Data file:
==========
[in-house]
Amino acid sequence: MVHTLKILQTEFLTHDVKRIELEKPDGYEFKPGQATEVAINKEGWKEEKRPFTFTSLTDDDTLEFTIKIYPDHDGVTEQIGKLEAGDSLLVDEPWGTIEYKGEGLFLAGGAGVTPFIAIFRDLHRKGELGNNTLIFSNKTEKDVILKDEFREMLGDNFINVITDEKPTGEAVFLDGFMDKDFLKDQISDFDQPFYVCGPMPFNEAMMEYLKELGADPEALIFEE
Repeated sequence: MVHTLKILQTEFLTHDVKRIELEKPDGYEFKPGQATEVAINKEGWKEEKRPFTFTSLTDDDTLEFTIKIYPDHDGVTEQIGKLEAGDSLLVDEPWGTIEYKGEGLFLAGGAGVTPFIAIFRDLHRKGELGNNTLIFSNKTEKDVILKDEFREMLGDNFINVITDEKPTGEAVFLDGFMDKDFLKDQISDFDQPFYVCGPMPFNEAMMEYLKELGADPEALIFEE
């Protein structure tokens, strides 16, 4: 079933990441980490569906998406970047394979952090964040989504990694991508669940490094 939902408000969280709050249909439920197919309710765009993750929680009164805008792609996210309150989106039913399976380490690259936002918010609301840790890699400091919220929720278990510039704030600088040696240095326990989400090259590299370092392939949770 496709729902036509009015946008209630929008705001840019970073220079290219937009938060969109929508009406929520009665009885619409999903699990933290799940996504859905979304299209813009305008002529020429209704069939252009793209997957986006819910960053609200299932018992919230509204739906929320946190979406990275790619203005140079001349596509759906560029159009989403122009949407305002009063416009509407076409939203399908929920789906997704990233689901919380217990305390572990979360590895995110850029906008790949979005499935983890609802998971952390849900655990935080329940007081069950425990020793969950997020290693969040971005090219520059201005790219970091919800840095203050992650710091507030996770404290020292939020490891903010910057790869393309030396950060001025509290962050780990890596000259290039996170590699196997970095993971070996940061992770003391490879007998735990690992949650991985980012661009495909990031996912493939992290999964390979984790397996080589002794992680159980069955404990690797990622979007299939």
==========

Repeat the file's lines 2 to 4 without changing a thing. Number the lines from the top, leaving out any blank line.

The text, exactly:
Amino acid sequence: MVHTLKILQTEFLTHDVKRIELEKPDGYEFKPGQATEVAINKEGWKEEKRPFTFTSLTDDDTLEFTIKIYPDHDGVTEQIGKLEAGDSLLVDEPWGTIEYKGEGLFLAGGAGVTPFIAIFRDLHRKGELGNNTLIFSNKTEKDVILKDEFREMLGDNFINVITDEKPTGEAVFLDGFMDKDFLKDQISDFDQPFYVCGPMPFNEAMMEYLKELGADPEALIFEE
Repeated sequence: MVHTLKILQTEFLTHDVKRIELEKPDGYEFKPGQATEVAINKEGWKEEKRPFTFTSLTDDDTLEFTIKIYPDHDGVTEQIGKLEAGDSLLVDEPWGTIEYKGEGLFLAGGAGVTPFIAIFRDLHRKGELGNNTLIFSNKTEKDVILKDEFREMLGDNFINVITDEKPTGEAVFLDGFMDKDFLKDQISDFDQPFYVCGPMPFNEAMMEYLKELGADPEALIFEE
């Protein structure tokens, strides 16, 4: 079933990441980490569906998406970047394979952090964040989504990694991508669940490094 939902408000969280709050249909439920197919309710765009993750929680009164805008792609996210309150989106039913399976380490690259936002918010609301840790890699400091919220929720278990510039704030600088040696240095326990989400090259590299370092392939949770 496709729902036509009015946008209630929008705001840019970073220079290219937009938060969109929508009406929520009665009885619409999903699990933290799940996504859905979304299209813009305008002529020429209704069939252009793209997957986006819910960053609200299932018992919230509204739906929320946190979406990275790619203005140079001349596509759906560029159009989403122009949407305002009063416009509407076409939203399908929920789906997704990233689901919380217990305390572990979360590895995110850029906008790949979005499935983890609802998971952390849900655990935080329940007081069950425990020793969950997020290693969040971005090219520059201005790219970091919800840095203050992650710091507030996770404290020292939020490891903010910057790869393309030396950060001025509290962050780990890596000259290039996170590699196997970095993971070996940061992770003391490879007998735990690992949650991985980012661009495909990031996912493939992290999964390979984790397996080589002794992680159980069955404990690797990622979007299939």